How to punctuate dialogue tags and action beats correctly

conversation-1262311_640One little thing that drives many editors crazy is incorrect punctuation of dialogue and action beats.

Let’s start with a definition:

A dialogue tag is a speaker verb such as “Tina said.” It tells your readers which character is speaking.

An action beat is something a character does.


 “I should be going.” Tina edged toward the door.

While dialogue tags and action beats can have the same function—identifying the speaker—they aren’t punctuated the same.



  • If a line of dialogue is followed by a dialogue tag, use a comma (or a question mark or exclamation mark) before the closing quotation mark. If the first word of the dialogue tag is a pronoun such as he or she, lowercase it.


Correct: “I have no idea,” she said.

Correct: “Stop!” she shouted.

Correct: “Are you out of your mind?” she asked.

Wrong: “I have no idea.” She said.

  • If the dialogue tag precedes the line of dialogue, use a comma before the opening quotation mark. Lowercase the dialogue tag (unless it’s a name, of course).


Correct: She opened the door and called, “Hello? Anyone home?”

  • If the dialogue tag is inserted in the middle of a sentence, use a comma before the first closing quotation mark and after the dialogue tag. Lowercase the dialogue tag.


Correct: “I wouldn’t have forgotten the appointment,” she said, “if you had reminded me in time.”

  • If the dialogue tag follows a complete sentence and the character continues speaking after the tag, use a period after the dialogue tag.


Correct: “I have no idea where Thomas is,” she said. “I haven’t seen him all day.”



Unlike dialogue tags, action beats are always separated from the dialogue by periods.

Verbs such as smiled, grinned, laughed, etc., are action beats, not dialogue tags, so please don’t use commas to separate them from a line of dialogue.


Correct: “This looks weird.” She squinted down at her steak. “Can BBQ sauce go bad?”

Wrong: “This looks weird,” she squinted down at her steak. “Can BBQ sauce go bad?”



Use commas with dialogue tags and periods with action beats, and your editor will love you forever (or at least not curse your name)!

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  1. Kathy-Reply
    August 9, 2016 at 5:38 pm

    How timely! Thanks Sandra and Jae!

  2. August 11, 2016 at 4:55 am

    I’m so relieved. This is the way I was taught. This is the way it looks right. I realize language evolves and change is the only constant, but it took the dinosaurs eons. Thanks for slowing this down!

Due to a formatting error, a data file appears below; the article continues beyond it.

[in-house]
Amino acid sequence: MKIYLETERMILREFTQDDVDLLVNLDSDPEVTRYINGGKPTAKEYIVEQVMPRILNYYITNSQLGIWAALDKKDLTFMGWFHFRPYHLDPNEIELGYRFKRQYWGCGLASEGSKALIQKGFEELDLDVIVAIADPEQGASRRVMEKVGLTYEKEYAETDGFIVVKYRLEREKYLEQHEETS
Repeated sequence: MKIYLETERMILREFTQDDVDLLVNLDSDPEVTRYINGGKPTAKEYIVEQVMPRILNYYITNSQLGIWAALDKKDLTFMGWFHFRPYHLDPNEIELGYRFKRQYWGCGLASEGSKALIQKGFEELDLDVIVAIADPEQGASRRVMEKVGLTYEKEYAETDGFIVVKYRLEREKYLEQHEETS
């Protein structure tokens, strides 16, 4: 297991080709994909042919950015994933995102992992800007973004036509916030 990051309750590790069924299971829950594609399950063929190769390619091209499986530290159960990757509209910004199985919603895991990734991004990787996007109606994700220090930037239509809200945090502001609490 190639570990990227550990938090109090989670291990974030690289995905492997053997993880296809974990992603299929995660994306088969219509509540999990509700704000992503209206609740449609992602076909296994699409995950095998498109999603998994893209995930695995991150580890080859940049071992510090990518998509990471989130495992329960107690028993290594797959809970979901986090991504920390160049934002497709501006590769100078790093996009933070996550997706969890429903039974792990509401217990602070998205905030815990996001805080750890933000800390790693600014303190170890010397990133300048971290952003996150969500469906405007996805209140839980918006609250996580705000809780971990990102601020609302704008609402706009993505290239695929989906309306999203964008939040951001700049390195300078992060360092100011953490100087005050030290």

• Sandra Gerth-Reply
      August 11, 2016 at 10:13 am

      I’m very glad you found it helpful. You might want to subscribe to my newsletter so you don’t miss any future blog post that could help you improve your writing skills.

  3. Timan Wainaina-Reply
    August 17, 2016 at 2:04 am

    Thank you for the info

    • Sandra Gerth-Reply
      August 17, 2016 at 5:51 am

      You’re very welcome! I’m glad you found the information helpful.

  4. August 21, 2016 at 6:07 pm

    Thanks for the great refresher!

    • Sandra Gerth-Reply
      August 23, 2016 at 10:26 am

      Glad you found the post helpful!

  5. A Johnston-Reply
    August 23, 2016 at 9:59 am

    Can you split a sentence with an action beat?
    ‘I just thought,’ he watched her face closely as he spoke, ‘that maybe you might like to come over?’


    • Sandra Gerth-Reply
      August 23, 2016 at 10:29 am

      Yes, you can, and most writers would punctuate it exactly the way you did.

      According to The Chicago Manual of Style, you can also use em dashes to set off the action beat:

      “I just thought”——he watched her face closely as he spoke——”that maybe you might like to come over?”

  6. Kate-Reply
    March 26, 2017 at 7:54 pm

    Thank you so much! I thought that using a period was correct but all the other dialogue punctuation posts I found didn’t cover beats at all so I was using the comma. I’ll get ‘em in revision!

    • Sandra Gerth-Reply
      March 28, 2017 at 3:32 pm

      Glad you found the post helpful. Best of luck with the revisions!

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